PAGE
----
- Dan Connors
The hillbillies and giant jackrabbit that conquered television
As a baby boomer, I grew up devouring 60's television shows, and one I will never forget was a strangely popular situation comedy called the Beverly Hillbillies. Over 9 seasons and 274 episodes, this show followed the quirky lifestyle of a simple Ozark family that was plucked from the hills and moved to the ritziest part of the country- Beverly Hills, California. The excuse for the move is that oil was found on the property of the Clampett family, and they took their newfound wealth out west. Never mind that there is zero oil to be found in the mountainous Ozarks, because it's best if you don't dig too deeply into the logic of the show. Jed Clampett moved his extended family (daughter, mother-in-law, and nephew) to a huge new home in a wealthy neighborhood, and the culture clash was milked incessantly for laughs.
The Beverly Hillbillies still holds up somewhat fifty years later, thanks to good writing and great comedic timing from the cast, especially Granny and Mr. Drysdale. The lack of racial diversity was common in shows back then, and Granny's devotion to the Confederacy doesn't age well in retrospect. But the show had heart, embodied in thoughtful actions of Jed and the kindness towards animals exhibited by his daughter, Elly Mae.
The 1960's were a violent, tumultuous, and transformational decade, and this show was an escape pure and simple, never dwelling on controversial topics. The critics hated the Beverly Hillbillies, but no one seems to know how the show came to dominate television ratings for such a long period. It obviously filled a need for a simpler time as the old institutions of the fifties started unraveling.
All in the Family replaced The Beverly Hillbillies in 1971, and ever since then, the city folks like the Bunkers have drifted further and further away from the country folks like the Clampetts. Today in the Ozarks, citizens are fighting against masks and vaccines, and racism is a given in an area that's still dominated by Caucasians. I find it ironic that hillbillies never profited from slavery, but they still feel more kinship with southern slave states than with wealthier northern states that enjoyed bigger social safety nets. Even today, the residents of the Ozarks and Appalachia are among the poorest of the poor, and it's coal, not oil that dominates their lives.
Created by Missourian Paul Henning, The Beverly Hillbillies had a stupid premise, but it worked thanks to good writing and casting, showing that there is hope for just about any story if it's told well. Jed Clampett is the heart of the show, and his decency shows up a lot of the fake movie-star types of Southern California at the time. Granny, with her devotion to country lore, and Jethro, with his naive stupidity are the comic relief of the show, and most of the episodes revolve around troubles that the Clampetts get into when their culture clashes with that of the wealthy. (The success of this fish out of water premise led to another great show- Green Acres, that plunked a rich family into a tiny farming community.)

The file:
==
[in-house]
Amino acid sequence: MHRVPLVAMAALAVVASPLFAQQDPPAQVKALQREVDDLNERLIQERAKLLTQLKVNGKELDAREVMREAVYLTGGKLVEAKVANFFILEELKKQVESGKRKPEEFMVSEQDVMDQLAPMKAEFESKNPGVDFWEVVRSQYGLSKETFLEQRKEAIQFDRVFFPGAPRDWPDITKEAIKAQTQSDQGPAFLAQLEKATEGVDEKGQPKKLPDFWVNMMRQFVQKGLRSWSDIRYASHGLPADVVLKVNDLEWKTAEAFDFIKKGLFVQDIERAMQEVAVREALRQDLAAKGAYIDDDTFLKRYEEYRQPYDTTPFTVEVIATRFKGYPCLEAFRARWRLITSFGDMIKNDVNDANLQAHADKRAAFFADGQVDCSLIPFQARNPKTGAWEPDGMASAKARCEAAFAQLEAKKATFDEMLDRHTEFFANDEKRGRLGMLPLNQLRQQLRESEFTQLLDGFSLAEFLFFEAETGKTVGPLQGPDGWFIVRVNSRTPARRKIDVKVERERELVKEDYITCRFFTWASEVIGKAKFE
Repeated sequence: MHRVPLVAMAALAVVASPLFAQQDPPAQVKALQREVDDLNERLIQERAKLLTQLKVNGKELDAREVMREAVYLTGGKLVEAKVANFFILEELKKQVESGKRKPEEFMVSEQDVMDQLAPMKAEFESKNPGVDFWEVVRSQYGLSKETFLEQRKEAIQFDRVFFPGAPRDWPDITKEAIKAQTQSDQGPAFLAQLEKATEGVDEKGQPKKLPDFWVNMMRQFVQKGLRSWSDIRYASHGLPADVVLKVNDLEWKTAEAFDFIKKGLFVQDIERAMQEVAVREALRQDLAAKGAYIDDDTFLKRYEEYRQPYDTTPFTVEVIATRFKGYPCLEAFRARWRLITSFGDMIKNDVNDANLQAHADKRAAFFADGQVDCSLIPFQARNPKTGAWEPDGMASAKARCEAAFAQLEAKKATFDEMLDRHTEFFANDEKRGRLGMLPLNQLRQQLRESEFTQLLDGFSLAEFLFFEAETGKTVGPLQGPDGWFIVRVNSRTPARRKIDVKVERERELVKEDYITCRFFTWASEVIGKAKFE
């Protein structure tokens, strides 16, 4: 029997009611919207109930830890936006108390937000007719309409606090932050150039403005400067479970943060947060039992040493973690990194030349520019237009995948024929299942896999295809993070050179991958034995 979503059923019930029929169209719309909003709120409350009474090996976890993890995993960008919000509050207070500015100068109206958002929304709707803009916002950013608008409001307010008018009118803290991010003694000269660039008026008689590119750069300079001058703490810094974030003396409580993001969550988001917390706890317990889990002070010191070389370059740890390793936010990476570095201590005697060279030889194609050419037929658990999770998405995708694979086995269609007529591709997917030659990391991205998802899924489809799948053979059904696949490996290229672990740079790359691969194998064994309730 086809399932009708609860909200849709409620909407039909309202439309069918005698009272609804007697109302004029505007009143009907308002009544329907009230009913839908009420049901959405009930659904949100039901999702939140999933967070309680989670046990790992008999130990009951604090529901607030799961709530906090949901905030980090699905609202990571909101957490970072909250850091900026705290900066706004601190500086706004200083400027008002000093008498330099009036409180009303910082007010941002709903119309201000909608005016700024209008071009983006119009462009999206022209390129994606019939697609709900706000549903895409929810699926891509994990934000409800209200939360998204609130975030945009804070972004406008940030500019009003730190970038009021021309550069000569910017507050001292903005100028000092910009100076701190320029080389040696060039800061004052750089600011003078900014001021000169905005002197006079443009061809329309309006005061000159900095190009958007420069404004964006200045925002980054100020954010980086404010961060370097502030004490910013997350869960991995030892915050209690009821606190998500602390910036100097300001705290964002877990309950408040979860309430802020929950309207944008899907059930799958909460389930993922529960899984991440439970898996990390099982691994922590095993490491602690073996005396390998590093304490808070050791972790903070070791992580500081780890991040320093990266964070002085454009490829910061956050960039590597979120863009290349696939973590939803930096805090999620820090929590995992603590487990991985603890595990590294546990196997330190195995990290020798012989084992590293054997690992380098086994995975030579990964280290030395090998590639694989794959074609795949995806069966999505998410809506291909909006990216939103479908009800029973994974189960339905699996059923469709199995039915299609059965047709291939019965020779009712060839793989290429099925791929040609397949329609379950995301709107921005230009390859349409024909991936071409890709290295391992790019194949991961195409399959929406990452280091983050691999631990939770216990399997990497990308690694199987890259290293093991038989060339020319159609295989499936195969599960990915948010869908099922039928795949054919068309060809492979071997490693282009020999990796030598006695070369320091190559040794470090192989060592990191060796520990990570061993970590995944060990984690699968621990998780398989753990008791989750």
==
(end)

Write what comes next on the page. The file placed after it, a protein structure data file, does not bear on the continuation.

Here are some Beverly Hillbillies tidbits I picked up from a month of binging.
- Bea Benederet, who played Jethro's mother cousin Pearl, was originally cast as Granny. Irene Ryan auditioned and blew away the producers so much that they gave her the role and kept Benederet on as a new character, who eventually only appeared in 22 of the 274 episodes.
- Max Baer, who played Jethro Bodine, is the only cast member still alive. He tried for many years to get a Beverly Hillbillies casino opened in Las Vegas, but never succeeded.
- Donna Douglas, the actress who played Jed's daughter Elly Mae, passed away in 2015, and loved animals almost as much as her character did.
- Nancy Kulp, who played the only sane character on the show, secretary Jane Hathaway, is believed to have been secretly a lesbian, even though she lusted after Jethro on the show.
- Kulp and Buddy Ebsen (Jed) apparently did not get along on the set of the show because of their strong political beliefs. Ebsen was a devoted Republican, and Kulp was a Democrat, and even after the show ended, Ebsen filmed a campaign commercial against Kulp, who was running for state legislature in Pennsylvania.
- Buddy Ebsen had a long career in movies before he became Jed Clampett, and was a good dancer. He almost played the Tin Man in the Wizard of Oz, but poisonous aluminum dust used as face paint almost killed him, forcing Ray Bolger to take his place.
- Raymond Bailey, (Mr. Drysdale), was diagnosed with Alzheimer's disease during the last season and died shortly after the show concluded.
- The Clampett mansion at 750 Bel Air Road in Beverly Hills was bought by Rupert Murdoch's son, Laghlan for $150 million dollars.
- The first two seasons of the show are in the public domain due to a mistake by CBS, and can be found all over the place, while the last seven seasons are harder to find.
The Beverly Hillbillies and the many country shows that interacted with it (Green Acres, Petticoat Junction) owe their existence to Andy Griffith and Mayberry. Griffith's show debuted in 1960, and it showed tv producers that there was an appetite for shows featuring rural characters. (Until then most comedies like Dick Van Dyke and Leave it to Beaver were set in the suburbs. All of these rural shows were purged from the networks in 1971 and replaced, and I struggle to think of any shows since then that have revolved around rural characters.
In 1964, with America still in shock after JFK's assassination, nearly half of the nation tuned into one episode, "The Giant Jackrabbit," about an escaped kangaroo that only Granny can see, making it the most watched 30 minute episode of any show ever watched. The odds of that happening today are infinitesimal, but I end here with a snippet to show how stupid and funny the show could be at a time when people appreciated humor like this. Enjoy.